16. As per previous discussion, I'm not averse in principle to these ideas, but I am working with a template, teaching myself .html editing, ftp, etc., while not really having any help (that I don't have to pay for out of pocket) on the tech side. So things are likely to change very slowly since priority one is to to not break anything by making changes that I don't understand. According to our file structure, we have stand alone pages for 2005, 2010, 2011, and 2019. Those prior to 2019 are on a different template and heavily covered with IMAGE branding. I would like to have some sort of master page for the Top 100/25 lists that goes to each separate page as well as easier integration back and forth to the forums. I like the 2019 format, but it plays better on phones than laptops and the text is too small to actually read the blurbs. It's a better clickbait than actual resource. But I wouldn't mind having a separate page of just the texts.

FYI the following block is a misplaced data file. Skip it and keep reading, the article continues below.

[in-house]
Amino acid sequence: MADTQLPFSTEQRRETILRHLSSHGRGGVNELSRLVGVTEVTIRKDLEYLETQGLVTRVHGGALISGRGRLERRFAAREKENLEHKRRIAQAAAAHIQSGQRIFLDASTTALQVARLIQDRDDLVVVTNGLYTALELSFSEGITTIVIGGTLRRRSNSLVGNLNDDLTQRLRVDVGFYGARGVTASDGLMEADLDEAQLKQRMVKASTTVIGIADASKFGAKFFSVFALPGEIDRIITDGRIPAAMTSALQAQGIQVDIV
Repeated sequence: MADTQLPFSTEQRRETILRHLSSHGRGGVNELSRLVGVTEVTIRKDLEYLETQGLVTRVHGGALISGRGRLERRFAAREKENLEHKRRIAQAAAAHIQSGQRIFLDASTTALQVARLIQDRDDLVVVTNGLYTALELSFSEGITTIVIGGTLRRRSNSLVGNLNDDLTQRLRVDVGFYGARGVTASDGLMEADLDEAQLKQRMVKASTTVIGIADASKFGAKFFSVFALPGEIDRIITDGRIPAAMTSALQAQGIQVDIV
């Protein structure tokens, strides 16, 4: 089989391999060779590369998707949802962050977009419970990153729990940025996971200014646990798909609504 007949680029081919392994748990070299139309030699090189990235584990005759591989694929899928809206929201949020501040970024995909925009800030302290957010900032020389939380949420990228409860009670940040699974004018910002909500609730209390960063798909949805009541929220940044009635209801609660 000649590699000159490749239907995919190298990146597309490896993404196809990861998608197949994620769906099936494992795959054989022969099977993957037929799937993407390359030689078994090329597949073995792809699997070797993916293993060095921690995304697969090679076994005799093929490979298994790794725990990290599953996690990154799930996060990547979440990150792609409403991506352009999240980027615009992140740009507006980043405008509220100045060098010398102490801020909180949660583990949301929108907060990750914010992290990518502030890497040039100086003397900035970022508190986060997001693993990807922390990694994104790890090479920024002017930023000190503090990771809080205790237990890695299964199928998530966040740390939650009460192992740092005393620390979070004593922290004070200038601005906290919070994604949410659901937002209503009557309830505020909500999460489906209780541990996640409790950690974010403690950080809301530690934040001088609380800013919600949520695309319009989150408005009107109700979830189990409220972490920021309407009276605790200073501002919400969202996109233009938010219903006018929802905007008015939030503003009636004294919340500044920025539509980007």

17. I loved everything about this film, and I don't consider myself a huge Pixar fan. Mostly I like the way the stories are different in each of the Toy Stories, and they aren't afraid to develop the characters and/or put them in different situations rather than simply doing the same formula over and over. (How ironic that the trailer before the film was for The Lion King, which looks like a shot-for-shot remake). I also love how the films have subtext without being strictly allegorical. There are metaphysical similarities, but the owners/makers aren't God. There are comparisons to parenting (and/or in this case adoption), but it's not allegorical in the rigid sense. It's just that there are similarities enough to draw and make comparisons rather than just decode. The lost toys inversion of Pinocchio is brilliant, and the new characters interesting. It's been a long time since I left the theater this enthused.
  18. Turning this back to MiB for a second, I enjoyed Matt Lynch's take on Letterbox'd more than the movie itself: https://letterboxd.com/colonelmortimer/film/men-in-black-international/ I like this not necessarily for the jab at government but because it points out how devoid of imagination are so many movies today. Think of all the directions this could go and yet we get warmed over action scenes and "who is the mole" plot structure.
  19. Final decision: just discovered that Amazing Grace is playing at a local theater at the perfect time slot. Sorry mediocre summer blockbusters, this seminary class is going to go see Aretha.